At last, a Chilli Con Carne that works!
> to have nice individual grains of rice put small amount of oil in pan then add rice.
I shared accommodation with an Indian guy at uni. He introduced me to basmati rice. He insisted that you should never, ever stir rice, as it's the stirring that causes gloopiness. Provided you put in the right amount of water to rice, you simply simmer it until there's no water left. His rice was perfect, and, when cooled, glorious just on its own; basmati, queen of rices...
I've never managed the knack...
I can't say that I've ever felt the need for individual grains of rice; good lumps of fragrant basmati is perfect for me. I know that's how it usually comes in Indian restaurants, but all the Indian home cooking I've ever experienced has had clods of rice. Traditionally, rice is the staple, and the sauce is merely flavouring; you mush up a lump of rice in your fingers, dip it in the sauce, and then pop it in your mouth. You couldn't do that with individual grains of rice...
Thanks again guys, I'd really like to crack it. I must look out for Jamie Olivers spaghetti bolognese recipe. With regard to cooking rice normally I'd add 2 measures of water to 1 of rice and let it soak up the water, spaghetti I cook untill there's just a trace of white core remaining then drain. CP, sounds plausible regarding over drying the sauce, I'll go for leather/rubber (hmm, ought to be careful who I say that to )
I quite like cooking but nothing too exciting, I think swedish meatballs and sauce with fresh carrots, green curly cabbage and baby spuds would be my limit. That might be quite nice modified for dehydrating, pork & steak mince in swedish meatball sauce dehydrated with some carrot & cabbage (or mushrooms), served with smash or rice.
to cook basmati rice to follow "tradition" it should be washed until the rinsing water is clear and then soaked before cooking which then takes about one and a half water volume. personally i've never really noticed that much difference for the faff.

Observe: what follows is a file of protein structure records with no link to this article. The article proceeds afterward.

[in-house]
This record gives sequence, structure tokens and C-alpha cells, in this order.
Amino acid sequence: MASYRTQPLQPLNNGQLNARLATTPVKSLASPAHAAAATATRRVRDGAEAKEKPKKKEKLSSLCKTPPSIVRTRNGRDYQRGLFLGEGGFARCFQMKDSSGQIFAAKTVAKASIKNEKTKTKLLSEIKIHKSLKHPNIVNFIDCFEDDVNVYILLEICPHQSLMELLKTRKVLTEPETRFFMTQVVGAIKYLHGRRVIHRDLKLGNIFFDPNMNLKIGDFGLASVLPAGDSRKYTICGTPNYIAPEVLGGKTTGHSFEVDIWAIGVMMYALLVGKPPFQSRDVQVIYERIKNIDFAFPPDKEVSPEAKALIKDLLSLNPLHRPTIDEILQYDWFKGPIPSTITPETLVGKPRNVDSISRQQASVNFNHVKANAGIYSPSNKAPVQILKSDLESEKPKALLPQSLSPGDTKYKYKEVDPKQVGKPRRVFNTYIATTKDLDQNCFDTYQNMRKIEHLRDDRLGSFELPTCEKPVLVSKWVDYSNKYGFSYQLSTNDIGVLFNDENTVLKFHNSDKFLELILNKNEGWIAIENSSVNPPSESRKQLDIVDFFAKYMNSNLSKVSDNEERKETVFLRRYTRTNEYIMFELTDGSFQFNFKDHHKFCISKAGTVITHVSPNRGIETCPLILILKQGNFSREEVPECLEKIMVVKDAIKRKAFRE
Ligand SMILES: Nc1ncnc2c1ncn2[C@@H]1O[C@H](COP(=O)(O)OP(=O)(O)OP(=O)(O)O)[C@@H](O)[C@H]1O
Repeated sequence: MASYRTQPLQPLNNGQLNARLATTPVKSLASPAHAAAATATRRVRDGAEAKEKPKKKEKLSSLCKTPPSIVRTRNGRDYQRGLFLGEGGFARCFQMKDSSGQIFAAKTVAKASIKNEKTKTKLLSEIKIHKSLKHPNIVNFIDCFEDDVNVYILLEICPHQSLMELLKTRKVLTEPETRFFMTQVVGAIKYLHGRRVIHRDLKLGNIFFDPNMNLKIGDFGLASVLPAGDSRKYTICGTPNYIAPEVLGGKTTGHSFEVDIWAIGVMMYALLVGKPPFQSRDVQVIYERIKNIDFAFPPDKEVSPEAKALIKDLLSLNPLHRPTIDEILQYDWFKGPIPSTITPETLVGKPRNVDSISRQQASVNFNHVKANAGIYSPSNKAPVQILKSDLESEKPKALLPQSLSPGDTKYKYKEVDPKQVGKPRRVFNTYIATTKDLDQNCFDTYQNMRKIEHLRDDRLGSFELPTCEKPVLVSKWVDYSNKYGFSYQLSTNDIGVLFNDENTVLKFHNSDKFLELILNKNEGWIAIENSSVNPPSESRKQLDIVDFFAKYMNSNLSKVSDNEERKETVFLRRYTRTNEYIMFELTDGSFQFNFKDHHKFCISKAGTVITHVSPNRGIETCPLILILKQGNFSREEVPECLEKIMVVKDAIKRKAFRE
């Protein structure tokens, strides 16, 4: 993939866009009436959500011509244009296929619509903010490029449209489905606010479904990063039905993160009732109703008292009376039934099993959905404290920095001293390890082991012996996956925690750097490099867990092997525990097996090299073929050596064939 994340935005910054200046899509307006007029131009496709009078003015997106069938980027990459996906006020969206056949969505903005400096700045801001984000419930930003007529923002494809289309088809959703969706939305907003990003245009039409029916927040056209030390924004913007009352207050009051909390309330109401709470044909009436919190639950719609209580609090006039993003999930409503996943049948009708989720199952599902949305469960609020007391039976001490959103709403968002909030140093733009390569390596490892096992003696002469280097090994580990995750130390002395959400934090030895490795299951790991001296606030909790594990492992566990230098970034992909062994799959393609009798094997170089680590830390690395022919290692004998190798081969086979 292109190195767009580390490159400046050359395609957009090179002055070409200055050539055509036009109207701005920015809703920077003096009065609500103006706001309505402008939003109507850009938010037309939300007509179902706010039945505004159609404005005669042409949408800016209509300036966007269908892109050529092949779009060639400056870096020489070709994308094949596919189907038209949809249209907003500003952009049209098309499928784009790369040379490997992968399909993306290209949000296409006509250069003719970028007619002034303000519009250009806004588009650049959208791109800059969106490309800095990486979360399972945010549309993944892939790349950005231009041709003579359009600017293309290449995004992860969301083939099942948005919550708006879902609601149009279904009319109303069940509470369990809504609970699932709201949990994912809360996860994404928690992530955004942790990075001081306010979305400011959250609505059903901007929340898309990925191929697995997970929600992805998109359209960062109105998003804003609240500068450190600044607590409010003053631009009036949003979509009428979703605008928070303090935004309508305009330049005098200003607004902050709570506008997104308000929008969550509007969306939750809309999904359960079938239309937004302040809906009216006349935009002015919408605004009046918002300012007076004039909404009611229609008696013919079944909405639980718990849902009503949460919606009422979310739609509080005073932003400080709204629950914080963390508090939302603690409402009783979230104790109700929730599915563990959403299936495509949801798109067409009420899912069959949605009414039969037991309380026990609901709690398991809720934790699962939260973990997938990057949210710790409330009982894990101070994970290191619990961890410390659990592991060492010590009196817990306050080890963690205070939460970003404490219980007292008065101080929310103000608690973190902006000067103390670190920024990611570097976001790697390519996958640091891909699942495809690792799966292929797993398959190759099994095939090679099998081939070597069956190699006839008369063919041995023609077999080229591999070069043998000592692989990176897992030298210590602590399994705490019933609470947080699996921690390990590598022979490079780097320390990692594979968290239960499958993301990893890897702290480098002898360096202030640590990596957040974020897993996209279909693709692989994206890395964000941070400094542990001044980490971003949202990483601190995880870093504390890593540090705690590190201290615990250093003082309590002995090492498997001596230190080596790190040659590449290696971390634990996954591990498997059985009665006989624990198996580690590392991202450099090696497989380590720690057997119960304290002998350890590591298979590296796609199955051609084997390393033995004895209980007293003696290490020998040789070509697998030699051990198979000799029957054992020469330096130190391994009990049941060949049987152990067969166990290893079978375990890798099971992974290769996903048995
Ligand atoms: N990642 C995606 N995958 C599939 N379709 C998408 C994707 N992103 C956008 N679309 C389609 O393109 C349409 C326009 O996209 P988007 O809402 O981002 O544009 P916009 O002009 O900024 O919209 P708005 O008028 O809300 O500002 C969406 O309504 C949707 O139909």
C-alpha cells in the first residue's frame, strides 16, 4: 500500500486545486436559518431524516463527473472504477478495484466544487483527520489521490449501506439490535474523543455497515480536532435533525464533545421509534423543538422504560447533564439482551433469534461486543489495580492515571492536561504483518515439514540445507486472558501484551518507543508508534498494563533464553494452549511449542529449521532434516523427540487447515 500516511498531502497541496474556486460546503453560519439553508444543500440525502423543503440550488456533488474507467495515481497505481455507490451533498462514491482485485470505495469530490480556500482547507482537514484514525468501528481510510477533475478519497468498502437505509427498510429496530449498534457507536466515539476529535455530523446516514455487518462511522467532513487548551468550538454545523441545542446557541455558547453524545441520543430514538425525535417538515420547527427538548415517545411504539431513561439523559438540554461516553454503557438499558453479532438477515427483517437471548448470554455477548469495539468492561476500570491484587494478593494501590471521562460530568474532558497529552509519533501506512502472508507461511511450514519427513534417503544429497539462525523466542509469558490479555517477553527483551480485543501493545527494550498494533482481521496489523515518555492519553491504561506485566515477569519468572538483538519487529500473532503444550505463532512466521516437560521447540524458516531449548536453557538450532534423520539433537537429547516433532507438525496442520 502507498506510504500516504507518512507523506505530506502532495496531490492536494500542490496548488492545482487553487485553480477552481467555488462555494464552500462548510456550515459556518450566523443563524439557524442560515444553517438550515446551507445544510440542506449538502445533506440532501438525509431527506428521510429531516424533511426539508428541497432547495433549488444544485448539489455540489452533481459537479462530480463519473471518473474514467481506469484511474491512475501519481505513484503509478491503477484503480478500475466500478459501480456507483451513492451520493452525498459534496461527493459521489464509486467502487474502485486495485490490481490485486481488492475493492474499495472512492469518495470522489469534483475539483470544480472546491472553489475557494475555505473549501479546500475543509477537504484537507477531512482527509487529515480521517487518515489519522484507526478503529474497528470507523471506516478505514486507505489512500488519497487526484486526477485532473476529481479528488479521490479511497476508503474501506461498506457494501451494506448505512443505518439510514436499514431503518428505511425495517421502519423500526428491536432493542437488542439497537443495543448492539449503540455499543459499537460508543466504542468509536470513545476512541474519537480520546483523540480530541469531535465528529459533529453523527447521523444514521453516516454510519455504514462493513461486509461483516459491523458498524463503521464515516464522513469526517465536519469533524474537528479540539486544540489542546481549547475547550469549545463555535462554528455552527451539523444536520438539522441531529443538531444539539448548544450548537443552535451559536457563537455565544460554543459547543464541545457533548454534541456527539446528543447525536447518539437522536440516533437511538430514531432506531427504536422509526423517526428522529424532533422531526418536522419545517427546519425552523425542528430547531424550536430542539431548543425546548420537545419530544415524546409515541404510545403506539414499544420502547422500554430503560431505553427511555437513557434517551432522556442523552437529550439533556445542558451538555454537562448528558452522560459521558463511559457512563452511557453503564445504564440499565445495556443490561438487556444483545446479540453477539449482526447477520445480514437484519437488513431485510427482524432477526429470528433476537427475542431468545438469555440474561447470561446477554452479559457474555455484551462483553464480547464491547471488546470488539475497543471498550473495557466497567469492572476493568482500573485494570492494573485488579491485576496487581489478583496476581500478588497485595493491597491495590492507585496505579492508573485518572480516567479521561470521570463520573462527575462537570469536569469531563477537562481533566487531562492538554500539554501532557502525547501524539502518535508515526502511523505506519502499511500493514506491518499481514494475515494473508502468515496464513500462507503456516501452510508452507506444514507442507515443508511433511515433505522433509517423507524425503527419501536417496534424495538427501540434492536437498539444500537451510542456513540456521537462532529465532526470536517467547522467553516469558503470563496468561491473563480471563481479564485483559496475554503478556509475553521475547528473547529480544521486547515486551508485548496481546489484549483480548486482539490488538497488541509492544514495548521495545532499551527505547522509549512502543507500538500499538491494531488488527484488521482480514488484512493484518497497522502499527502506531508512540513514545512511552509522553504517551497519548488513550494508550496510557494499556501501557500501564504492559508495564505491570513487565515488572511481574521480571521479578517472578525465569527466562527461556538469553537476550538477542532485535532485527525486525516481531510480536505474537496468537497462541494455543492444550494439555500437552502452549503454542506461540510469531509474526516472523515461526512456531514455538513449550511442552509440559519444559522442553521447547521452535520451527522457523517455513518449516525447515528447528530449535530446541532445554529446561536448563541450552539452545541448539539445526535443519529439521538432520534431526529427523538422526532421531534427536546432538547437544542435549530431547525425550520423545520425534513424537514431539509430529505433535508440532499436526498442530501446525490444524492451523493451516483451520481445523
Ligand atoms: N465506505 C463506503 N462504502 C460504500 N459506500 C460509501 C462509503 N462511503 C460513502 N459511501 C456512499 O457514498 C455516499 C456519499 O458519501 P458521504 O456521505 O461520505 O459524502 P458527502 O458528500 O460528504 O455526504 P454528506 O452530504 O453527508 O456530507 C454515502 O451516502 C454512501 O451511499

however, rice should never be stirred whilst it's cooking as it breaks up the starch - just what you want it to do when making risotto for example. stirring just after reaching the boil gets rid of any grains that have stuck to the bottom of the pan.
stirring whilst it's boiling will make it gloopy and you've then made congee - chinese breakfast dish.
another rice method is to boil it in lots of water until cooked, drained then rinsed in boiling water and drained. gives a slightly different end result - an indian method but i suspect may be a raj version.
leave rice until nearly dry, add oil and add heat to fry the bottom of the rice for a crispy layer - a chinese variation.
needless to say there are innumerable variations based upon rice variety, culture and cooking skills and requires various degrees of faff.
try a pint of extra cream jersey milk - or whatever they want to call it - with basmati rice and a cardomon or two for heavenly rice pudding. erm..not outdoors though unless you have a petrol can full of meths!
So for dehydrated rice you need to use energy to cookit ,energy to dehydrate it ,and then energy to re constitute it .
This is why i eat noodles in the field .
at 70C you are definitely cooking it further - think tin of condensed milk in a pan of simmering water - banoffee pie here you come.
60C for the first hour or so is ok but turn down to 50C for the rest of the time or it's cooking again.
r_mac - try cooking the mince separately on a medium heat to get the water out of the mince; the mince will vigorously boil in its own water rather than fry. drain on kitchen paper (to get rid of as much fat as possible) then dehydrate and then mix with the dehydrated sauce when rehydrating. if it's not beefy enough a bit of oxo cube works wonders.
If you're eating rice as a staple, I think you'd probably want to try to ensure that you get all the value out of it. Which is why pre-washing, using excess water and draining, or washing afterwards are sub-optimal; you're washing away a lot of starch that you could be cooking and eating...
I think it's only when you have abundant resources that you can start to enjoy the luxury of individual grains of rice (probably served to you by lithe, dusky-skinned beauties)...
> Just looked at a value pack of noodles .not seeing much chemicals
I've noticed that Tesoc and Sainsbury's 8p noodles don't mention MSG, sodium guanylate or disodium inosinate. This made me think that they didn't contain such things.
The do mention 'flavourings', and I've recently read that, following pressure form the food lobby, they are now allowed to use that description for flavour enhancers. I've yet to confirm whether this is the case.
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